We pass Suniva’s Spring. Suniva was a daughter of one of the local farmers many years ago. She got pregnant out of wedlock and, rather than facing the wrath of societal judgement, she went up the mountain and jumped to her death from the huge rock above the spring.
On along the Elf Path we walk past the wide open ribcage of a deer. It looks ominous hanging from the tree in the coldness, still red and very much from the source of something that once lived. It is there for the birds to pick the last goodness from it.
The crack and echo of a hunter’s gunshot pierces the silent air from across the water. The last deer has been killed, my host reckons, and we wait for the second gunshot that would confirm that the deer is definitely dead. It never comes.
People would have carried down two pitchers of milk each, after milking the cows further up the mountain. We are not but a fraction of the way up, and I am struggling a little already. I can’t imagine transporting that kind of weight on this gradient. They knitted as they walked, the nest of wool at their hip. One woman knitted all the way up the mountain and at the top she picked up the milk. She was going to head down the mountain when she realised she had used up all her wool. So she unravelled what she had knitted and began all over again.
As we reach the outskirts of the farm buildings we admire the big angular tree house and, just then, Eirik spots a Peregine flying past, deeper into the trees. I look in time to catch the last glimpse of its quiet grey wing span and tail, and that is enough of a privilege.
We pass signs of the animals that live on the mountain, which I would not notice unless they were pointed out to me by this person who seems to know every tree and rock and lichen, every story and history relating to this amazing land of his. Scraped bark, pecked wood, a hoof print.
In the old mountain hut there are signs of its past life in the wooden churns and stools; crude and perfect. We talk about what the people would have done here. About the animals that would have been dangerous. About the bear-proof hut that the children were put into in Telemark, which still has claw marks on it.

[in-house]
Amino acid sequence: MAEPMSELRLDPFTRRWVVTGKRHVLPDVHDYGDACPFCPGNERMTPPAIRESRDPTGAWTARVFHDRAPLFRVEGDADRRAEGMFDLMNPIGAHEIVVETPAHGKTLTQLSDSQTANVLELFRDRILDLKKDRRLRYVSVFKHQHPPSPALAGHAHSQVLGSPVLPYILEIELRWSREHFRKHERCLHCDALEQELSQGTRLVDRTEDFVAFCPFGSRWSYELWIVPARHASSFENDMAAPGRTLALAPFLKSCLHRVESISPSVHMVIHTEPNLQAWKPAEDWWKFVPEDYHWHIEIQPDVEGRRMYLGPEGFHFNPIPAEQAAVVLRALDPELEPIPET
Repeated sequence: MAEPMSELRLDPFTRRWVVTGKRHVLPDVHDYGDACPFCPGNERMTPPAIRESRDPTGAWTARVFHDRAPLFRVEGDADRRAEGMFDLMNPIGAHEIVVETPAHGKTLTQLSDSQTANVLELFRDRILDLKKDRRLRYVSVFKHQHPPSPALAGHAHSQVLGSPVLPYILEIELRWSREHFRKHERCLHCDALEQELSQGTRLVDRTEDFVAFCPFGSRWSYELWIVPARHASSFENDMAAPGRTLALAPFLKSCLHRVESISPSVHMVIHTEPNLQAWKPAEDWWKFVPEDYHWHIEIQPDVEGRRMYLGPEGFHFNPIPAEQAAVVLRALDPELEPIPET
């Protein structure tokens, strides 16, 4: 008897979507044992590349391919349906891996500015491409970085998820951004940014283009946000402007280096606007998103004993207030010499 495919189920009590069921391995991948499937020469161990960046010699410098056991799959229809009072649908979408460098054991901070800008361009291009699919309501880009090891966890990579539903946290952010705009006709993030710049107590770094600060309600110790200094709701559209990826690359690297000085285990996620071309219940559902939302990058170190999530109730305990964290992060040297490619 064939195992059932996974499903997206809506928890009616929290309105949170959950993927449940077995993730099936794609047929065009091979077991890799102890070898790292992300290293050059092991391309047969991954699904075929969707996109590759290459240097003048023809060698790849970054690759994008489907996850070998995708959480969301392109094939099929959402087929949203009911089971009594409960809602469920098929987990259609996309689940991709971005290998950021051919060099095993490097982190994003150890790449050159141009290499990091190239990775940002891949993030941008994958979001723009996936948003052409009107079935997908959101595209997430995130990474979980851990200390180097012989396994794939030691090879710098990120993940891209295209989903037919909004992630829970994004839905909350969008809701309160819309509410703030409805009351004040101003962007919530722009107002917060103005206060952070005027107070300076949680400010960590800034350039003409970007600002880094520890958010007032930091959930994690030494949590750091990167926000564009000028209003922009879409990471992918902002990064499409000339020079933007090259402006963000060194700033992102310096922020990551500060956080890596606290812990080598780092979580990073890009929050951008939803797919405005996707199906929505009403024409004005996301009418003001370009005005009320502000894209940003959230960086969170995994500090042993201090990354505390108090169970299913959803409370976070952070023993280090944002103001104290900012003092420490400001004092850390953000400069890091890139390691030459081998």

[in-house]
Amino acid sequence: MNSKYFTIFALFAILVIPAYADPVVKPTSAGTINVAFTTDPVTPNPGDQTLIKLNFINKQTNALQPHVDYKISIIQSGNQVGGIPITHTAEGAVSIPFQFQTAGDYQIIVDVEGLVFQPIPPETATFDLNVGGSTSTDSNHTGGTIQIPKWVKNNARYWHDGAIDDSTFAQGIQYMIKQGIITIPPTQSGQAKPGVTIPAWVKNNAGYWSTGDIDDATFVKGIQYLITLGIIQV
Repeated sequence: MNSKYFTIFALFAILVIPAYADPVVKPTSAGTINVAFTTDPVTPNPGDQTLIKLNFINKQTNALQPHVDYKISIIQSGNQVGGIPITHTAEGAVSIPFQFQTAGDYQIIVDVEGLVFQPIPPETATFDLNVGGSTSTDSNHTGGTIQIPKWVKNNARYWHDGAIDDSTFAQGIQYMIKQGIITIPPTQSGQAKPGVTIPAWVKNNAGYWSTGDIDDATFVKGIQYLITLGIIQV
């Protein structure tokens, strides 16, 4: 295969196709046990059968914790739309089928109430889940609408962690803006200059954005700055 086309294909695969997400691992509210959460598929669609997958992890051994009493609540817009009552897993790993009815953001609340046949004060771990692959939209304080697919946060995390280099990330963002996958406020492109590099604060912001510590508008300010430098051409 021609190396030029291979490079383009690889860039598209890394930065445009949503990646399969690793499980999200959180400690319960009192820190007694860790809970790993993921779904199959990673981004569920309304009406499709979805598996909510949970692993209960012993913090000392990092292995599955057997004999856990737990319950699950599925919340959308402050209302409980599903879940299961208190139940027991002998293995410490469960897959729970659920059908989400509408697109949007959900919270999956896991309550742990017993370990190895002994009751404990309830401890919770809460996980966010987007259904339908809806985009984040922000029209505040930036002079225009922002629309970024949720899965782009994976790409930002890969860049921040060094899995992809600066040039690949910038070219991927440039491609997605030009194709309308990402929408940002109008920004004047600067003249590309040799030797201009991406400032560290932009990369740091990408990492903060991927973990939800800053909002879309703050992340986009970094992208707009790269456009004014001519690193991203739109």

We head downwards towards the river which can be heard but not yet seen. Since the rain has stopped, so too have most of the waterfalls and rivers. We had made parts of this journey across empty boulder strewn waterfall paths. It was interesting to see the structure without all the water, like an X-ray. But now, approaching the strong sound of this river which has not been affected by the absence of rain, I am excited.
It is beautiful. Large sections have turned into swirling, curved bodies of ice, blue and white. The open parts around the rocks have built up organic globule structures of ice.
I plunge my hand into the river and under the ice, taking photos and videos. It is so much more painful than the salt water in the fjord. I put the camera timer on, so I don’t have to press the trigger underwater. But my hand is already swollen; I can’t make a fist any more. I switch the camera off with my less clumsy left hand and clutch my hands, one at a time, to the arteries in my neck to tease heat back into them. After a while the blood is flowing again in a more normal way. I protect them now in finely crafted felted mittens, brown with a beautiful cream-coloured icicle pattern. They are so efficient that they do not let any air in.
A Norwegian woman I met in Ireland told me about the fishermen in the North who would put their felted-mitten-clad hands into the freezing sea. They would let the ice build up around them to create further insulation.
Scrambling down and down the steep mountainside in the fading light we get to a wooden sign near the bottom, which states the name of this area: Piné. It means ‘Pain’. Not physical pain, more like inner turmoil.
Eirik and Hege run a permaculture farm in the Fykse Fjord, Hardanger, Norway. Click for a link to Alvastien Farm.